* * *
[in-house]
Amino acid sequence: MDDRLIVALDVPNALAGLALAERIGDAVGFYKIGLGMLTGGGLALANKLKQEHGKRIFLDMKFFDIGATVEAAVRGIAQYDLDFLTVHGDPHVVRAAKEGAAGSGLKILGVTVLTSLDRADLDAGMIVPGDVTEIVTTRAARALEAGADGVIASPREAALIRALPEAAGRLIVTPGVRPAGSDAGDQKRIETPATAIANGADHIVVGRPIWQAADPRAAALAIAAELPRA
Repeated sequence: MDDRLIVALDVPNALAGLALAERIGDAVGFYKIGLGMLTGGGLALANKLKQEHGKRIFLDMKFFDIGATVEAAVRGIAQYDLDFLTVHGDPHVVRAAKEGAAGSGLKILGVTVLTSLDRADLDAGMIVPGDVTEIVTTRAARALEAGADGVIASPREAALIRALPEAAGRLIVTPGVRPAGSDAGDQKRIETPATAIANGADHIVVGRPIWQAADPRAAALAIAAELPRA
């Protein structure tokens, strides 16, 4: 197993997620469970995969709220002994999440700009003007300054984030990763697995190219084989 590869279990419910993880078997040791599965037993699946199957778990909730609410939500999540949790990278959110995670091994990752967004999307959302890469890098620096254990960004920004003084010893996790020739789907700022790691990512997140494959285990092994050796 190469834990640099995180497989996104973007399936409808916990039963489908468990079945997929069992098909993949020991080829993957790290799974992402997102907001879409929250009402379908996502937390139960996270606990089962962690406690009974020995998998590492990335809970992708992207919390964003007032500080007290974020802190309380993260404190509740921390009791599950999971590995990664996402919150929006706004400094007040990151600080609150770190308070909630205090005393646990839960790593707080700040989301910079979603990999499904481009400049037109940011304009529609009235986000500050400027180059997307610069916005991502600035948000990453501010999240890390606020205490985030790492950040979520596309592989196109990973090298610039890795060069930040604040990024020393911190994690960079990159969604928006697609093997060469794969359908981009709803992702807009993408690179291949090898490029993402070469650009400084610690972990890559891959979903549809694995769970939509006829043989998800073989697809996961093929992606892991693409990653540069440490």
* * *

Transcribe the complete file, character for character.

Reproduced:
[in-house]
Amino acid sequence: MDDRLIVALDVPNALAGLALAERIGDAVGFYKIGLGMLTGGGLALANKLKQEHGKRIFLDMKFFDIGATVEAAVRGIAQYDLDFLTVHGDPHVVRAAKEGAAGSGLKILGVTVLTSLDRADLDAGMIVPGDVTEIVTTRAARALEAGADGVIASPREAALIRALPEAAGRLIVTPGVRPAGSDAGDQKRIETPATAIANGADHIVVGRPIWQAADPRAAALAIAAELPRA
Repeated sequence: MDDRLIVALDVPNALAGLALAERIGDAVGFYKIGLGMLTGGGLALANKLKQEHGKRIFLDMKFFDIGATVEAAVRGIAQYDLDFLTVHGDPHVVRAAKEGAAGSGLKILGVTVLTSLDRADLDAGMIVPGDVTEIVTTRAARALEAGADGVIASPREAALIRALPEAAGRLIVTPGVRPAGSDAGDQKRIETPATAIANGADHIVVGRPIWQAADPRAAALAIAAELPRA
């Protein structure tokens, strides 16, 4: 197993997620469970995969709220002994999440700009003007300054984030990763697995190219084989 590869279990419910993880078997040791599965037993699946199957778990909730609410939500999540949790990278959110995670091994990752967004999307959302890469890098620096254990960004920004003084010893996790020739789907700022790691990512997140494959285990092994050796 190469834990640099995180497989996104973007399936409808916990039963489908468990079945997929069992098909993949020991080829993957790290799974992402997102907001879409929250009402379908996502937390139960996270606990089962962690406690009974020995998998590492990335809970992708992207919390964003007032500080007290974020802190309380993260404190509740921390009791599950999971590995990664996402919150929006706004400094007040990151600080609150770190308070909630205090005393646990839960790593707080700040989301910079979603990999499904481009400049037109940011304009529609009235986000500050400027180059997307610069916005991502600035948000990453501010999240890390606020205490985030790492950040979520596309592989196109990973090298610039890795060069930040604040990024020393911190994690960079990159969604928006697609093997060469794969359908981009709803992702807009993408690179291949090898490029993402070469650009400084610690972990890559891959979903549809694995769970939509006829043989998800073989697809996961093929992606892991693409990653540069440490």